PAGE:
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Worcester commissioners, school officials wade through ed budget

Worcester County education officials recently reviewed the school system’s proposed budget with the County Commissioners in a lengthy work session.

Commissioners-ed budget

Worcester County Commissioners listen to school officials present details of the system’s Fiscal Year 2025 budget during a lengthy work session April 9.
Charlene Sharpe / Bayside Gazette

By Charlene Sharpe, Associate Editor

Education officials recently reviewed the school system’s proposed budget with the Worcester County Commissioners in a lengthy work session.

Worcester County Public Schools leadership spent nearly six hours reviewing the school system’s proposed Fiscal Year 2025 spending plan at a work session April 9. Topics ranged from expenses associated with the Blueprint for Maryland’s Future to how individual school spending is handled. 

“I think it’s fair to say today was unprecedented,” Commissioner Chip Bertino said. “This was a conversation that was long and maybe tortuous for some, but I think it was productive and that’s what we were trying to get to.”

At least a dozen school system employees were in attendance Tuesday morning as the commissioners kicked off their annual budget work sessions. Vince Tolbert, the school system’s chief financial officer, provided an overview of the proposed $136 million budget, which includes a proposed $25 million in state aid and $108 million in county appropriations. He stressed that as the commissioners had requested during the past year, his team had worked hard to provide the county with more detail on education spending. He said they’d provided 300 line items of detail as opposed to the roughly 150 line items provided last year. 

Bertino, referencing a February meeting of the state Accountability & Implementation Board (AIB), school board and commissioners, asked how the budget had been reimagined to meet the needs of the Blueprint, Maryland’s comprehensive educational reform plan. 

Superintendent Lou Taylor said the AIB hadn’t offered any detail on how the school system should reimagine its budget. 

“They’re still building this plane as we’re going down the runway,” he said. 

Bertino said the state advised that the county’s local share funding for education was $73 million. He said the county was already funding that share, what is in theory required to implement the Blueprint, as well as an additional $26 million. 

“Was there any imagination, any rethought of the budget?” he said.

Tolbert said the bulk of the school system’s spending related to people. He added that the school system’s budget process had included input from parents and stakeholders, who said they valued things like small class sizes and retaining high quality educators. 

The commissioners and county staff went on to question various aspects of the school system’s budget. They asked for detail about projected revenues, individual school bookkeeping practices and grant spending. They also pointed out inconsistencies within budget documents and asked about hiring practices. According to county staff, the school system added 35 positions in the last six months. Commissioners pointed out the average position between pay and benefits had a roughly $100,000 impact on the budget. School system officials, however, said that was an average and they thought most of the recently added positions were food service or educational assistants but that they could back to the commissioners with specific information.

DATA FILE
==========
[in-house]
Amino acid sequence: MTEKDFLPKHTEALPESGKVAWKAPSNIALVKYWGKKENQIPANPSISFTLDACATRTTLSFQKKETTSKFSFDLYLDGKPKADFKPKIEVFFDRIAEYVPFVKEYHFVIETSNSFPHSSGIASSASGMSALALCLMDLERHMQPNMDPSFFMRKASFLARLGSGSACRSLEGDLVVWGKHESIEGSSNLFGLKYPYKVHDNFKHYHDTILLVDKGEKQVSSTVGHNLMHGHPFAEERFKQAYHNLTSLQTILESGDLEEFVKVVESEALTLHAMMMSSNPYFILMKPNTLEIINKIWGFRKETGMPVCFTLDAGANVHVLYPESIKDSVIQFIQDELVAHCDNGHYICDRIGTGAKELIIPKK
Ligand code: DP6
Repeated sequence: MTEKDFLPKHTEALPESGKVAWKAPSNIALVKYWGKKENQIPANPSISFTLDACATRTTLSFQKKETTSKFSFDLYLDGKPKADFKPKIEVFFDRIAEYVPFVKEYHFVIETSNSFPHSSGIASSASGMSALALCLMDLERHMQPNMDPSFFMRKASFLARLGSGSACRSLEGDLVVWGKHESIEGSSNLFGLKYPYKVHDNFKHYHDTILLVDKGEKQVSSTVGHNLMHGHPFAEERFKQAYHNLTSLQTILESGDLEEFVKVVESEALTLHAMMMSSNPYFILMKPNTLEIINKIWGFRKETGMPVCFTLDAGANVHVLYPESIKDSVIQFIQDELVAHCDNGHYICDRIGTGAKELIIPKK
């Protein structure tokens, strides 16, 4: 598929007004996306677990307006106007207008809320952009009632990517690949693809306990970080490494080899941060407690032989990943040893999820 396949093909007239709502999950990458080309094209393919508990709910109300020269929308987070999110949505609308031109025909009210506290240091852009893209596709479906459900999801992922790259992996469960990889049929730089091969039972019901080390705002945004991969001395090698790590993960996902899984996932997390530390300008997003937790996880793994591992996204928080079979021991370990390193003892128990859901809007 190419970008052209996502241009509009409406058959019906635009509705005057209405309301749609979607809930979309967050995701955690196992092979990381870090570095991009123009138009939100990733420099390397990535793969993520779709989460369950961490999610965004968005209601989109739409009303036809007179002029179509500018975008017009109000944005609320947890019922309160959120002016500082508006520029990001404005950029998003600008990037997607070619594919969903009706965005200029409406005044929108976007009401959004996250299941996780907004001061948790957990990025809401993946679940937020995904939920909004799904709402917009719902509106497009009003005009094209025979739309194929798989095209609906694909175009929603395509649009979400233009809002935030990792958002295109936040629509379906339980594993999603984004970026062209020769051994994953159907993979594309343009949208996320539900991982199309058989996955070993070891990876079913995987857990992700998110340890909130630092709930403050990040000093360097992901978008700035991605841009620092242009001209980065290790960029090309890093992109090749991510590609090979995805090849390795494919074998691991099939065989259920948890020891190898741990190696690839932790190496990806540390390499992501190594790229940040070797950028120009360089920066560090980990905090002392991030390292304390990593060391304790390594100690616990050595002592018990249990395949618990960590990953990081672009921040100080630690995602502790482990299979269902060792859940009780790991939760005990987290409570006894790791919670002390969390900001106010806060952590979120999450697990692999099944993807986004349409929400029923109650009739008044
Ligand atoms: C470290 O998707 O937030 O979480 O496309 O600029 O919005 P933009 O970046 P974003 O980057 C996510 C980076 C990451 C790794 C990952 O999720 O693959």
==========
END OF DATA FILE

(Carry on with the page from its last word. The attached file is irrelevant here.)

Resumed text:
Bertino acknowledged that the state’s funding formula left the burden of education costs on Worcester County but stressed that efforts to rein in costs needed to be made. 

“I see your point. I think we’ve got to talk about some of those things moving forward. It is a different mindset or a different direction than we’ve been in the past,” Taylor said.

Taylor, referencing the $3.5 million total held within the 14 schools’ individual accounts, stressed that that money was earmarked, as it had been fundraised by clubs and teams. He said it couldn’t be used to pay teachers. Commissioner Eric Fiori, who shared earlier in the meeting that he’d reviewed some of the schools’ Quickbooks accounts with a retired school bookkeeper, indicated Taylor should take a look at the individual school accounts.

“Maybe things have changed but I can tell you sir what I saw on that expenditure list is not what you’re describing….,” Fiori said.  “Not one time did I tell you to pay teacher raises out of that. What I asked you to do is when our teachers that are struggling to make ends meet are pulling money out of their pocket for what they consider essential education supplies, at least have a channel open to allow them to apply for this money so we can get that money back in the classrooms. I want to sit down, we can go over these accounts. Mr. Taylor I think you’re going to be really shocked when you see some of these expenditures.”
Bertino said the commissioners needed to see results. 

“Yeah, I mean the budget we sent you I don’t think is excessive,” Board of Education President Todd Ferrante said. “Could we cut things in the budget, we probably could but at what expense? What we want to make sure is that we want to meet the needs of our students. When we make budgets up we don’t just throw them over here.  We want to make sure we meet the needs of our students. Those needs need to be met because every student matters. That’s what we look to do. We will continue to work with you and we will continue to have dialogue with you so that we can make it better for everybody.”

This story appears in the April 18, 2024, print edition of the Bayside Gazette.